Last month I attended a tremendous conference in San Francisco called Educating for Creative Minds: Using Brain Science to Ignite Innovation and Imagination.
From the conference I have a long list of books to read and pages of notes to refer to, and inspiration and knowledge to keep me busy for a long time.
I will be referring to speakers and ideas from this conference in this and subsequent blogs.
“We are unable to measure creative and divergent thinking in a standardized way. Nationally, we teach what we can measure so we can teach it.”
“I can force you to pass a test and memorize, I cannot force you to write Hamlet.”
“Everyone has to become creative. If you want to be managed, you are not employable. Necessary traits for creativity and entrepreneurial qualities are; active engagement, resilience, agency to believe you can do it, original ideas, passion, empathy, uniqueness, alertness to opportunity, friends, confidence, and global competency.
Here’s how traditional schools kill these traits and qualities:
Demand everyone to be the same
Reward and punish accordingly so children can lose interest, confidence and curiosity.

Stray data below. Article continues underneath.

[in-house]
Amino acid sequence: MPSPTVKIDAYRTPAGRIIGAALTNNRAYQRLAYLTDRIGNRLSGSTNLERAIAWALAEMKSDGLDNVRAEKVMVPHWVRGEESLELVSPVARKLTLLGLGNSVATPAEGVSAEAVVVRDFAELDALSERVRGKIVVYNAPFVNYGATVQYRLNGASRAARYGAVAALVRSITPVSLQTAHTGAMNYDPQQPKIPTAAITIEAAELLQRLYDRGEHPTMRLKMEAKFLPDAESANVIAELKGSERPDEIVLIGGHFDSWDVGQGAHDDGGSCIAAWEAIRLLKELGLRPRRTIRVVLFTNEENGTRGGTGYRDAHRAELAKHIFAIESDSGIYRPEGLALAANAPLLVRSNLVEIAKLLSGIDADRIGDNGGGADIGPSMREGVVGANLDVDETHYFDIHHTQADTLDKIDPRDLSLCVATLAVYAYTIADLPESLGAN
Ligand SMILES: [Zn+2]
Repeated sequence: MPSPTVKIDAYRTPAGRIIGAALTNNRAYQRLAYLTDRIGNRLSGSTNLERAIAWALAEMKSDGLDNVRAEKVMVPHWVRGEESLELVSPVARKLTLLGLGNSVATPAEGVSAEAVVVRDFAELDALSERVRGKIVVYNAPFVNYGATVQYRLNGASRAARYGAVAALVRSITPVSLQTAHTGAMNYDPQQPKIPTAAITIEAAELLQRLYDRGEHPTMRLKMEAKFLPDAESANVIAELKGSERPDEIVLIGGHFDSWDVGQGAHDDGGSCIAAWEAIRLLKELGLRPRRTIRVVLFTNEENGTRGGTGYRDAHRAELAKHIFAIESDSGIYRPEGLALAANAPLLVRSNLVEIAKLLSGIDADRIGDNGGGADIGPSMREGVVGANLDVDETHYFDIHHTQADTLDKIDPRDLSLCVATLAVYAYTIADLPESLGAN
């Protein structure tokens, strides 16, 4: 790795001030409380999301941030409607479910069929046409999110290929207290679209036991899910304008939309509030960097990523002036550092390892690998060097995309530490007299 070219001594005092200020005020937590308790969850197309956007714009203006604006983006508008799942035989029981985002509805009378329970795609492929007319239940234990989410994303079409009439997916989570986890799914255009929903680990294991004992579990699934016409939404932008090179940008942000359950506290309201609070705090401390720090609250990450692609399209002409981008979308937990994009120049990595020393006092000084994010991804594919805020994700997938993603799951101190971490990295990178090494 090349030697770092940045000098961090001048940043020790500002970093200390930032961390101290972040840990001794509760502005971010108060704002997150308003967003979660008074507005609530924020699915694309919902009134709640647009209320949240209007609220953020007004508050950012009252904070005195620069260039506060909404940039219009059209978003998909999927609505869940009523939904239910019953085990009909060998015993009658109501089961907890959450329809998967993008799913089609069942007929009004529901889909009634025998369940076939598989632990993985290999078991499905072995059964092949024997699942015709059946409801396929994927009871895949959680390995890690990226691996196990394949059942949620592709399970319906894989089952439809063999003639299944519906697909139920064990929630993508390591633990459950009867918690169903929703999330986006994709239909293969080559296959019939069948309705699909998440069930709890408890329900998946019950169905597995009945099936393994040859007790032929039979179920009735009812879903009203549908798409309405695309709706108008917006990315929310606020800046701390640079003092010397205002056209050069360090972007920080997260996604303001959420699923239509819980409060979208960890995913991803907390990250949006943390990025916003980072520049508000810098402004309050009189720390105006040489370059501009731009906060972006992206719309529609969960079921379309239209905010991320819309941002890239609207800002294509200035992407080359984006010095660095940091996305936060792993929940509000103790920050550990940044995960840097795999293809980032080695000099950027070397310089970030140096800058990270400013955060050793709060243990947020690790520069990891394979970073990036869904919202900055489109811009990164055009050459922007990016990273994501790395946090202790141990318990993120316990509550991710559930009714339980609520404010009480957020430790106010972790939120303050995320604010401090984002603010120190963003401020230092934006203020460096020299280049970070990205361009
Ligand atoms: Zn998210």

And don’t give them time to play and explore.”
“We treat Reggio, Montessori and Waldorf as boutique education. Progressive education is a NECESSITY.”
In this blog, I want to share and convey the depth and intention of the work in the studio, and implications for learning and developing creativity.
I am trying a new approach, two short videos.
Here’s video one, Developing Authentic Creativity , an overview of what many weeks of work looks like on the Shad and Insect project in the studio.
Here’s video two, Engagement and Ability., an opportunity to be a fly on the wall for a moment in the studio, an opportunity to see what it is really like.
I’d love to get feedback on your thoughts, what you see, and the effectiveness of sharing children’s work through video.
Just a quick end-note. In the studio, the Shad fish project was introduced in January. Kamrin, (pictured below) completed his wire Shad fish mobile this week. He finished, and went off to explore freely in the studio. About 3 minutes later, he came running back to me, gave me a big hug and looked in my eyes and said, “Thank you Ms. McLean”, and ran back to his free-time. The importance of honoring each child’s ability individually through daily interaction and relationship can never be underestimated. These are the greatest small gifts.